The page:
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What was the most biased decision made by a leader that had a negative impact on you?

How did you feel?  Angry, disappointed, rejected, ignored, invisible, unimportant? Add your own words.

Let’s go back in time and analyze the decision. Do you think the decision was consciously made to belittle, denigrate, or offend you? Or, do you think the decision was made out of ignorance, unconscious beliefs, or lack of understanding its impact? My experience has often been the latter. That is unconscious or implicit bias.

Unconscious bias refers to attitudes or stereotypes that affect our understanding, actions, and decisions in an unconscious manner. Workplace examples may be:

  • Hiring or promoting based on “fit” rather than objective performance criteria.
  • Leadership decisions based on marital or family status. She can’t travel because of young children. They are single therefore can work the holiday hours.
  • Ignoring a presenter and asking question of a “known expert” in the room.

We have all seen these and similar events happen. Go back to the personal event you chose at the beginning. What would have made the leader realize their impact? Some typical answers I get are:

  • She needed to listen to what we were telling her.
  • He needed to ask more questions about the impact on us.
  • The leader needs to build an understanding and perspective of those affected by the decision.

What would be the impact if leaders considered their decisions may be affected by unconscious bias? My opinion: it would make an immeasurable positive impact.

Let’s take a short detour and talk about bias in general. Here are two question I believe need to be answered: Are all unconscious biases negative? How are they formed?

Are all biases negative? No, many biases keep us moving briskly through our day. Biases exist as a shortcut for us to make decisions. We cannot handle all the information coming at us on daily basis. To cope, our brains develop shortcuts, biases to help make decisions. We have unconscious biases on food we like, routes we travel, and all kinds of other preferences. Biases become a problem, when they result in decisions that are prejudicial and negatively impact individuals.

Where do biases come from? Biases develop in us based on our mental makeup and exposure. For instance, how were you raised? Did you live in a city, suburb, or a rural setting? What type of school did you attend; public, private, religious, or home. How about your family setting; adopted, married parents, single parent, siblings, close to extended family? All those factors developed biases within you.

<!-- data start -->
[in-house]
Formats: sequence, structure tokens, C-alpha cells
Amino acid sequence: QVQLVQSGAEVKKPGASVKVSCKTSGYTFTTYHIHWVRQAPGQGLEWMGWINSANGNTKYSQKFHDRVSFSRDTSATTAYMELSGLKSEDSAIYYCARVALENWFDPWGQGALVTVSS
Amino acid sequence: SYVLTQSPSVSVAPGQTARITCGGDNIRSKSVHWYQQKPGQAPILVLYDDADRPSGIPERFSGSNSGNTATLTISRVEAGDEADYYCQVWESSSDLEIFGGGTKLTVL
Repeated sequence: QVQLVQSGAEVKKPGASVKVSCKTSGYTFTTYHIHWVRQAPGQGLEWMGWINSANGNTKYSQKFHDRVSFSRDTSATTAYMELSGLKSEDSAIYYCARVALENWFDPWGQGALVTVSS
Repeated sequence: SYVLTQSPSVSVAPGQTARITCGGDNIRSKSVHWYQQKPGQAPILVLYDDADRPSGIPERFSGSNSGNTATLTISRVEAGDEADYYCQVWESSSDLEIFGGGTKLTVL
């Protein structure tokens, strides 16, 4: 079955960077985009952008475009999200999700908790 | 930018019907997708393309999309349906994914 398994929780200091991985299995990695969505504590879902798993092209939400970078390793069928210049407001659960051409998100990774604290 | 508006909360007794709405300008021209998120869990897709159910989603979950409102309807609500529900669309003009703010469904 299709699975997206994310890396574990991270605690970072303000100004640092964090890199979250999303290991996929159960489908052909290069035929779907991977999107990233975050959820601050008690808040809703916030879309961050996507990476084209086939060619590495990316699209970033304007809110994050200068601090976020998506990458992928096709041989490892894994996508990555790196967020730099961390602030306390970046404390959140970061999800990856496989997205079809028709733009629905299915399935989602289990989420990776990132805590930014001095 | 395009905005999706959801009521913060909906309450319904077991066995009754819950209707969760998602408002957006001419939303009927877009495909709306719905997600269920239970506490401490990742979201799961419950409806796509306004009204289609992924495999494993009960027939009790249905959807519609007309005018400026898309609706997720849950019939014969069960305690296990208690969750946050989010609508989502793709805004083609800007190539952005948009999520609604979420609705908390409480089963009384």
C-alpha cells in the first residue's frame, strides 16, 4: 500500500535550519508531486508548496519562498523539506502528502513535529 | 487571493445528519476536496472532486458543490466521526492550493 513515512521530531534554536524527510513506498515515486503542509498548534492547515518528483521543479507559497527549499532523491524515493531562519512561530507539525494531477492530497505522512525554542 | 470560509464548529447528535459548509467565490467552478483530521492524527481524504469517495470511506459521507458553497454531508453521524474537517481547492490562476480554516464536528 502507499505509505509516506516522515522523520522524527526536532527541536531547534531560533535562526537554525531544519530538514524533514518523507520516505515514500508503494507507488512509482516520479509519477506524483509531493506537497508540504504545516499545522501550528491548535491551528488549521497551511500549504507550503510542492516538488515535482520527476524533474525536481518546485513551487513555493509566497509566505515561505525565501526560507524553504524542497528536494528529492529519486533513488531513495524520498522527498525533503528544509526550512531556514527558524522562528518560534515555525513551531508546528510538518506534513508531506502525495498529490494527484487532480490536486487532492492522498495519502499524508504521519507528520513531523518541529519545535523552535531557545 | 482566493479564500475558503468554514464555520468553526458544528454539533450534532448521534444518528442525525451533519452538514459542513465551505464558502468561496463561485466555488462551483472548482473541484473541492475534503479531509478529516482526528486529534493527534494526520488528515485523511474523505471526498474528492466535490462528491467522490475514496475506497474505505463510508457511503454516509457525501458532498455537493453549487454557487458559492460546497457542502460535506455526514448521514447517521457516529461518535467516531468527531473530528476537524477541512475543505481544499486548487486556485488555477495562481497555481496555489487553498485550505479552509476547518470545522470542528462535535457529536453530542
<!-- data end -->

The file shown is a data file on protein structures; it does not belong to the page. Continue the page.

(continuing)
Self-awareness is the number one factor that determines your leadership effectiveness. How aware are you of your biases? Can you definitely state you are aware of a specific bias and the actions you take to hold it in check?

An example may be: When interviewing for a position I have to be careful when the candidate is a veteran. Being a veteran, I always make a connection and give a lot of credit for their service. I need to ensure they are fully qualified for the position. This is an unconscious bias I have made myself aware of and proactively address.

Another may be that a leader does not give the deference and credit to a new or younger subordinate. The leader defers to and asks questions of a senior team members even when the expert is the junior member.

What biases do you have that are creating a negative impact? Take a moment and revisit a recent decision and assess it for bias. What does your assessment tell you?

Two considerations: 1) develop your self-awareness and 2) consider the perspective of those affected by your decisions.

Improving your self-awareness around biases will take time. It will require reflection, introspection, and personal research. One place to uncover your implicit biases is at the Implicit Project. This is a series of self-assessments to help you reveal your biases. I have found the results to be very interesting.

Next, take the time to ask, listen, and explore the perspectives of others. Understand the impact of your decisions.

When we make a decision as leaders we expect to make an impact with positive consequence. Considering our self-awareness and the perspective of others may ensure we make the impact and consequence we intend to.